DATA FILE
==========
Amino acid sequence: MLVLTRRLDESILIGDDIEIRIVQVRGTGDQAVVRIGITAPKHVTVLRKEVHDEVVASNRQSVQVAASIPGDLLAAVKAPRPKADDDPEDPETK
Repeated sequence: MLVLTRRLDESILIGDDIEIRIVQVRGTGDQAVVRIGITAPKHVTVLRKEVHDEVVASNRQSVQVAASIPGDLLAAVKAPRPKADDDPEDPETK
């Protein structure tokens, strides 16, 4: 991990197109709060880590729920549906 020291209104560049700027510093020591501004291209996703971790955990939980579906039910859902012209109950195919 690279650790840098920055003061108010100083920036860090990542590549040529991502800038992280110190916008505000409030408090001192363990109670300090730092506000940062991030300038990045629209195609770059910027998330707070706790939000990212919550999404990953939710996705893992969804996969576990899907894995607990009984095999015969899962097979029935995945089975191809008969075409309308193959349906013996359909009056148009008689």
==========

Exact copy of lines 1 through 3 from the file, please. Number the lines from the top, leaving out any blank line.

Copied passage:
Amino acid sequence: MLVLTRRLDESILIGDDIEIRIVQVRGTGDQAVVRIGITAPKHVTVLRKEVHDEVVASNRQSVQVAASIPGDLLAAVKAPRPKADDDPEDPETK
Repeated sequence: MLVLTRRLDESILIGDDIEIRIVQVRGTGDQAVVRIGITAPKHVTVLRKEVHDEVVASNRQSVQVAASIPGDLLAAVKAPRPKADDDPEDPETK
């Protein structure tokens, strides 16, 4: 991990197109709060880590729920549906 020291209104560049700027510093020591501004291209996703971790955990939980579906039910859902012209109950195919 690279650790840098920055003061108010100083920036860090990542590549040529991502800038992280110190916008505000409030408090001192363990109670300090730092506000940062991030300038990045629209195609770059910027998330707070706790939000990212919550999404990953939710996705893992969804996969576990899907894995607990009984095999015969899962097979029935995945089975191809008969075409309308193959349906013996359909009056148009008689």